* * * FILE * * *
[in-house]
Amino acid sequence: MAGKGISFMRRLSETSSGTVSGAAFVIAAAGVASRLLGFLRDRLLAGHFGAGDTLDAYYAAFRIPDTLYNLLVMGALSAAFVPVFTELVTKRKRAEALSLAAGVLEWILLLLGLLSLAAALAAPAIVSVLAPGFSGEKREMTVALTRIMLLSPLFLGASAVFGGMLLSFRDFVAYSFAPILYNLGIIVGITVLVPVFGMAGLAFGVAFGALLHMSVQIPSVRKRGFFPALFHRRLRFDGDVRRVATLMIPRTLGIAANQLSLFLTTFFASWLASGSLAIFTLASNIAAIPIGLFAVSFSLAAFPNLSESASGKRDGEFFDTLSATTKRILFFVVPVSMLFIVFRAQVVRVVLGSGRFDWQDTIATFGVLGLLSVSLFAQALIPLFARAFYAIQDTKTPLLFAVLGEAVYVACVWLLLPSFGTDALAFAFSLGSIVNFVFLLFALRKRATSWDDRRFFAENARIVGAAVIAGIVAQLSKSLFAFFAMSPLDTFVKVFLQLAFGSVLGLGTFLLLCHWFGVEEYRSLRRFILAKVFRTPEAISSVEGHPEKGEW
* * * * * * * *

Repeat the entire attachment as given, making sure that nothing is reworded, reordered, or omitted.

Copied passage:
[in-house]
Amino acid sequence: MAGKGISFMRRLSETSSGTVSGAAFVIAAAGVASRLLGFLRDRLLAGHFGAGDTLDAYYAAFRIPDTLYNLLVMGALSAAFVPVFTELVTKRKRAEALSLAAGVLEWILLLLGLLSLAAALAAPAIVSVLAPGFSGEKREMTVALTRIMLLSPLFLGASAVFGGMLLSFRDFVAYSFAPILYNLGIIVGITVLVPVFGMAGLAFGVAFGALLHMSVQIPSVRKRGFFPALFHRRLRFDGDVRRVATLMIPRTLGIAANQLSLFLTTFFASWLASGSLAIFTLASNIAAIPIGLFAVSFSLAAFPNLSESASGKRDGEFFDTLSATTKRILFFVVPVSMLFIVFRAQVVRVVLGSGRFDWQDTIATFGVLGLLSVSLFAQALIPLFARAFYAIQDTKTPLLFAVLGEAVYVACVWLLLPSFGTDALAFAFSLGSIVNFVFLLFALRKRATSWDDRRFFAENARIVGAAVIAGIVAQLSKSLFAFFAMSPLDTFVKVFLQLAFGSVLGLGTFLLLCHWFGVEEYRSLRRFILAKVFRTPEAISSVEGHPEKGEW